In December 2009, a month before his inauguration, Barack Obama announced his choice for U.S. Secretary of Education would be the Chicago schools "Chief Executive Officer" Arne Duncan. Obama's announcement took place at the site of one of Duncan's many attacks on Chicago's real public schools -- the so-called "Dodge Renaissance Academy" which had been handed over the the hucksters at AUSL (the Academy for Urban School Leadership) by Duncan while he ran Chicago's public schools.

Duncan's "Race to The Top" education plan was a direct attack on America's real public schools. For years, many so-called "progressives" ignored the reactionary plans of the Obama administration, while continuing to attack the Bush administration's "No Child Left Behind." As it became more and more clear that Obama was promoting charter schools' expansion, denigrating real public schools, and regularly attacking real public school teachers, the critics tended to silence themselves rather than report factually about Obama and the Trumpian approcahes to education he was implementing during two terms in the White House.

Here is Diane Ravitch's September 10, 2016 notice. Note that Ravitch refers to Duncan as "Schools Superintendent" of Chicago -- ignoring the fact that since 1995 Chicago has had, according to the business model installed by Illinois and Chicago's then mayor, a "Chief Executive Officer." The problems began under Democratic Party leaders, Richard M. Daley, and have simply continued under Rahm Emanuel, who became mayor in April 2011 following a stint as White House "Chief of Staff."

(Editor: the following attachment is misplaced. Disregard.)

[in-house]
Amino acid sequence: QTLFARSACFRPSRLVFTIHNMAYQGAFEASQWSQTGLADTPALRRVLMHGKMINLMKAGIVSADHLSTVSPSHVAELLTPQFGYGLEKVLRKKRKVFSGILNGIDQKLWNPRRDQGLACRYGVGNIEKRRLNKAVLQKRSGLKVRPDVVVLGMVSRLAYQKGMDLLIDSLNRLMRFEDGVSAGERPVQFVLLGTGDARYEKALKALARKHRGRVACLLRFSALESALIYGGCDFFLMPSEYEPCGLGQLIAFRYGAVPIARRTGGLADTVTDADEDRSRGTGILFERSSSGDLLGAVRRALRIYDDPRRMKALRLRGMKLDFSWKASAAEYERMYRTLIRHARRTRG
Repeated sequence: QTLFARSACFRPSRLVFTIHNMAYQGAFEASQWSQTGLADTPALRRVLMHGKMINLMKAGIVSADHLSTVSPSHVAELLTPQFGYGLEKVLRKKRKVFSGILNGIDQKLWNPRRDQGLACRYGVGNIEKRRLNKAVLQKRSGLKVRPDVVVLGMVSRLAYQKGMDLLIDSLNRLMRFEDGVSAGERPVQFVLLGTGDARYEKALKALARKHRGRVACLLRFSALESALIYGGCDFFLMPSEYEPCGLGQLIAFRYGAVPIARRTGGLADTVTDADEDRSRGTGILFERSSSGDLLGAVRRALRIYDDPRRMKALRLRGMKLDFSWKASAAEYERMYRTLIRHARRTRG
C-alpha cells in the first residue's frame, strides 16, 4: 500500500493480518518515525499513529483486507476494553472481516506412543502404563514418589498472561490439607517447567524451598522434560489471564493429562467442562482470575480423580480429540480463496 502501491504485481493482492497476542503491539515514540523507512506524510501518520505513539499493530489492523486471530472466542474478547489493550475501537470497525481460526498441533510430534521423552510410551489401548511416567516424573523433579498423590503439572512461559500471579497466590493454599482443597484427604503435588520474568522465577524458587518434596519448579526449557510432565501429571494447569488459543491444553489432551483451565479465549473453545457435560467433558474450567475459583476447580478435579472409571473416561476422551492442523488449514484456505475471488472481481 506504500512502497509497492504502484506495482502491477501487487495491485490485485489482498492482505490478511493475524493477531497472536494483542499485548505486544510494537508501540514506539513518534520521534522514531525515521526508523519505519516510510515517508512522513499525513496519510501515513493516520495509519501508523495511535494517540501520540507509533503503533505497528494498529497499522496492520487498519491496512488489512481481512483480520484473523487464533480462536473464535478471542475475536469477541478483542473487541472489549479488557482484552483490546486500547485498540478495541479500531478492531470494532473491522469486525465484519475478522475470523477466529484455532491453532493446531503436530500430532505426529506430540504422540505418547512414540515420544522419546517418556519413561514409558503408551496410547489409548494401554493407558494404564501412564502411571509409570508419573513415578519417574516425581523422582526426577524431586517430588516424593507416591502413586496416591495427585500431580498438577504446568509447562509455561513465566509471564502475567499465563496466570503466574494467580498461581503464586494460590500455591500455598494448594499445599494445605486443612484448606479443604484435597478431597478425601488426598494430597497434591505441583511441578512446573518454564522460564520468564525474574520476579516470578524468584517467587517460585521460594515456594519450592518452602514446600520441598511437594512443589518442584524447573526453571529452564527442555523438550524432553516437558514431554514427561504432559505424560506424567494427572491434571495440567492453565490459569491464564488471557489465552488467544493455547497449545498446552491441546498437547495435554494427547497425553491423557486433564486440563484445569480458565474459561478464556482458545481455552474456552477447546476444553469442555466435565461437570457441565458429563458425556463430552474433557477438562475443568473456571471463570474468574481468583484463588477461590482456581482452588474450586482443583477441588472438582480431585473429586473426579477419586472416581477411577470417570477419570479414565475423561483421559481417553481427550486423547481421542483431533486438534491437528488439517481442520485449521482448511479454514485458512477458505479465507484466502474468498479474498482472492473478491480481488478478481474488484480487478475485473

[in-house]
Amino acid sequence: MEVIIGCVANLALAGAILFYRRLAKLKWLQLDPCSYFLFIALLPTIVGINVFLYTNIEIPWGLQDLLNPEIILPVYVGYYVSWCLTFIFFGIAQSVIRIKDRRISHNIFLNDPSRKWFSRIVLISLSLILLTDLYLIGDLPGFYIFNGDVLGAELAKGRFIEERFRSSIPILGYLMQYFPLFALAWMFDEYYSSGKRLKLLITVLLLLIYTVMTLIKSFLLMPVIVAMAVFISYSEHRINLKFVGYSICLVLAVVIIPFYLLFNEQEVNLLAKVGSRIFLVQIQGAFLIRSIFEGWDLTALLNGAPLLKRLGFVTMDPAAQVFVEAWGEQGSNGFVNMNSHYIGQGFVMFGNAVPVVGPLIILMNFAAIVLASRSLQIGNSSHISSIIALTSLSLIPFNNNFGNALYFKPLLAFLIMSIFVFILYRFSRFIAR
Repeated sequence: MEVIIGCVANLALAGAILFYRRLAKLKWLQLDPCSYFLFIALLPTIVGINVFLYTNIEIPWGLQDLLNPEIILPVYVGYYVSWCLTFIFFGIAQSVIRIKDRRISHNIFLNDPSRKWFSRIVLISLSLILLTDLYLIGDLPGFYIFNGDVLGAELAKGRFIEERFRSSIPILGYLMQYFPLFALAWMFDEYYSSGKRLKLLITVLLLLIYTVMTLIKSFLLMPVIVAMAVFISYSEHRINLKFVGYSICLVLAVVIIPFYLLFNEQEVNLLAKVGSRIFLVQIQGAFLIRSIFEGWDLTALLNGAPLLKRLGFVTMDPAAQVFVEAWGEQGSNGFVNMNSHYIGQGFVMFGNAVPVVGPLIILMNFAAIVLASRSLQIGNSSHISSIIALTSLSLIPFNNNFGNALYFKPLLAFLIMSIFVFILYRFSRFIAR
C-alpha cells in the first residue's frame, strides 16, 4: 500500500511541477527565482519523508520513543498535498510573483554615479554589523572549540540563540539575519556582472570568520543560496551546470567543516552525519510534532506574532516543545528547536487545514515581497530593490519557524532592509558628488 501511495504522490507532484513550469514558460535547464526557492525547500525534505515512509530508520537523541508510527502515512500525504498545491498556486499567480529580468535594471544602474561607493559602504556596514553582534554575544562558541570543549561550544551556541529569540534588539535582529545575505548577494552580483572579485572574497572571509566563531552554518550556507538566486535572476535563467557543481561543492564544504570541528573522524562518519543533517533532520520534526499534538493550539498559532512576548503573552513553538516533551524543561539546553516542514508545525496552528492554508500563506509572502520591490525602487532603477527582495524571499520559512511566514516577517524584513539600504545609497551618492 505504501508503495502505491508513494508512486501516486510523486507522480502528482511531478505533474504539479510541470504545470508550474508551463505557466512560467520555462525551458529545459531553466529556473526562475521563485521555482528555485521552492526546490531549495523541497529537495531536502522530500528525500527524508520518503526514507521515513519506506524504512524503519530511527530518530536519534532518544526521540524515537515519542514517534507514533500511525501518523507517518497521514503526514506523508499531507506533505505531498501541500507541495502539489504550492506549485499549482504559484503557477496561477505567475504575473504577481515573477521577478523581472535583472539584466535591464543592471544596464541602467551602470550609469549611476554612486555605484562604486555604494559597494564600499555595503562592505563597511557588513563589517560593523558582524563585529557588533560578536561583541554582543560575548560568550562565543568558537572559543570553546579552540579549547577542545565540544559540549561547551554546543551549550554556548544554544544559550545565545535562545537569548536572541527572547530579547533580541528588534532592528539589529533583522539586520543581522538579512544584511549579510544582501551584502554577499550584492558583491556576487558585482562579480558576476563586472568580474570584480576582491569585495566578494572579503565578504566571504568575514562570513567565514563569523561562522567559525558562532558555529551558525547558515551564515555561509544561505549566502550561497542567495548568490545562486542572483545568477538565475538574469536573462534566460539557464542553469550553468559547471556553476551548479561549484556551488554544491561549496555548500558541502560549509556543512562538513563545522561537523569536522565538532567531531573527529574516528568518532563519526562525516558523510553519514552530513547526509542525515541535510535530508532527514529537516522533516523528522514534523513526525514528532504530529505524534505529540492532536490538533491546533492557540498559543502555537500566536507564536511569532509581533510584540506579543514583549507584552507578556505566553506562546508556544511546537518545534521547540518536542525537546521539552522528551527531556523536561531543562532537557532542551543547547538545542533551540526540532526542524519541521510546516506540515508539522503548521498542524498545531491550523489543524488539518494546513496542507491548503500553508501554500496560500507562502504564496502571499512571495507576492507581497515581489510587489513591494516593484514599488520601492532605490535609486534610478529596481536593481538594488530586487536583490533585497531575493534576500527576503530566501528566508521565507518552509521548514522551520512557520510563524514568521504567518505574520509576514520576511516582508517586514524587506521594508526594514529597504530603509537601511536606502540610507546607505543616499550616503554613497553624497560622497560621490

Did Obama Administration’s Policies Contribute to Chicago’s Deadly Violence?, by dianeravitch

For many years, parents and education activists in Chicago have warned that the deliberate destruction of neighborhood public schools was causing a rise in violence. The city, first under Arne Duncan, now under Rahm Emanuel, ignored the critics, and made a virtue of closing public schools, opening charter schools, and sending kids long distances to new schools.